In the first half of the nineteenth-century treatment of the mentally ill in Britain and Ireland underwent radical change. No longer manacled, chained and treated like wild animals, patient care was defined in law and medical understanding, and treatment of insanity developed.
Focussing on selected cases, this new study enables the reader to understand how progressively advancing attitudes and expectations affected decisions, leading to better legislation and medical practice throughout the century.
Specific mental health conditions are discussed in detail and the treatments patients received are analysed in an expert way. A clear view of why institutional asylums were established, their ethos for the treatment of patients, and how they were run as palaces rather than prisons giving moral therapy to those affected becomes apparent.
The changing ways in which patients were treated, and altered societal views to the incarceration of the mentally ill, are explored. The book is thoroughly illustrated and contains images of patients and asylum staff never previously published, as well as first-hand accounts of life in a nineteenth-century asylum from a patients perspective.
Written for genealogists as well as historians, this book contains clear information concerning access to asylum records and other relevant primary sources and how to interpret their contents in a meaningful way.
The predisposing (physical) causes included:A hereditary predisposition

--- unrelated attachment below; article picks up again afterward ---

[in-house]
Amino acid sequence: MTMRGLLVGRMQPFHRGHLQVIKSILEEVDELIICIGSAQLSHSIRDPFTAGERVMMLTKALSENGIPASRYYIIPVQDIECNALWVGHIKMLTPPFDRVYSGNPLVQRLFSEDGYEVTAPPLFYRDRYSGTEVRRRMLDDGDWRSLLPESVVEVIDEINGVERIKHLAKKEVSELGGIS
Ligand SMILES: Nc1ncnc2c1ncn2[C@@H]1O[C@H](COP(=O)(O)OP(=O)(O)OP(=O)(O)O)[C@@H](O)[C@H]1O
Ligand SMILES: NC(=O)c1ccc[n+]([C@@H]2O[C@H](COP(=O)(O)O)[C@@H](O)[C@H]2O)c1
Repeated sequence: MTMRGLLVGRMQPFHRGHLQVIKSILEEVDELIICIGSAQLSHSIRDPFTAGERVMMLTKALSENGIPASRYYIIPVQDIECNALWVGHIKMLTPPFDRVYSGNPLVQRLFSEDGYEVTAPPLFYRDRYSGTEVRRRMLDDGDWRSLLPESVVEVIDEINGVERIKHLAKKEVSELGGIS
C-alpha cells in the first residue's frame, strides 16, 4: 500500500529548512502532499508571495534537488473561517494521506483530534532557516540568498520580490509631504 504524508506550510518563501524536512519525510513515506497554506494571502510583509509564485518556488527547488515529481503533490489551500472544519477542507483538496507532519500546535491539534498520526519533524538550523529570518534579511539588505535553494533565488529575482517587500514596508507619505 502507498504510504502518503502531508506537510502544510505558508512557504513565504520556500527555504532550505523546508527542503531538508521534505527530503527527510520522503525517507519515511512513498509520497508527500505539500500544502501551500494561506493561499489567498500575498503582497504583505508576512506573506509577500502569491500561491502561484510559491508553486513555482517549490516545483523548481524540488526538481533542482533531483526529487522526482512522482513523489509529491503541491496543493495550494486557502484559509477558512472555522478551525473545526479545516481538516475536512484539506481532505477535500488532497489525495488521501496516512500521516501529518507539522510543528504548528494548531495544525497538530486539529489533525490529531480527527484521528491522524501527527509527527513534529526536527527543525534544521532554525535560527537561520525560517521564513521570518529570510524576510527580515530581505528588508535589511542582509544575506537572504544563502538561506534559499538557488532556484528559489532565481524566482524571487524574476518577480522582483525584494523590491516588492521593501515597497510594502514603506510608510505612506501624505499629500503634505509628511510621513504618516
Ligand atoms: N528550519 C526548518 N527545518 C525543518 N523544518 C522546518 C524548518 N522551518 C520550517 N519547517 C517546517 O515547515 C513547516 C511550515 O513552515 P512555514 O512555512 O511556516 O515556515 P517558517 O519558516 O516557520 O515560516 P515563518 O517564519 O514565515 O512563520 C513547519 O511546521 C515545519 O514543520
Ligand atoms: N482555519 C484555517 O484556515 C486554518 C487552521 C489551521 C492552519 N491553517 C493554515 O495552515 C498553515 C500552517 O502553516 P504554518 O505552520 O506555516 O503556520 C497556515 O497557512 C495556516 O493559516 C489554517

- Consanguineous parents (cousin marriages)
- A great difference in age between parents
- Congenital defects
- Birth trauma
- Head injury
- Brain disease
- Pregnancy, childbirth and lactation
- The climacteric (menopause)
- Menstrual disorders
- Old age
- Fever and febrile illnesses (such as acute urinary tract infection, measles, typhoid or tuberculosis/consumption)
- Chronic physical ill-health (including gout, rheumatism, heart disease, asthma, phthisis, and syphilis)
- Privation and starvation
- Intense heat (sunstroke)
- Intense cold (hypothermia)
- Poisoning (including lead and mercury)
The moral causes included:
- Intemperance of alcohol, tobacco, opium or other substances
- Religious anxiety, excitement and 'spiritualism'
- Intense study
- Disappointment in love (including love thwarted and jealousy)
- Family affections
- Domestic troubles (including drunkenness of a family member, ill-treatment, or desertion)
- Domestic grief (illness or death of a relative or friend)
- Sexual vice, including masturbation
- Disappointed ambition
- Adverse circumstances (including business anxieties and pecuniary difficulties)
- Political excitement and war
- Fear and fright ('nervous shock')
- Sudden change from a life of idleness
- Imprisonment or solitary confinement
This is a very well written book, full of fascinating facts. Informative, and shocking, it is an eye-opening look at recent medical history.
My thanks to the publisher who sent my copy for review.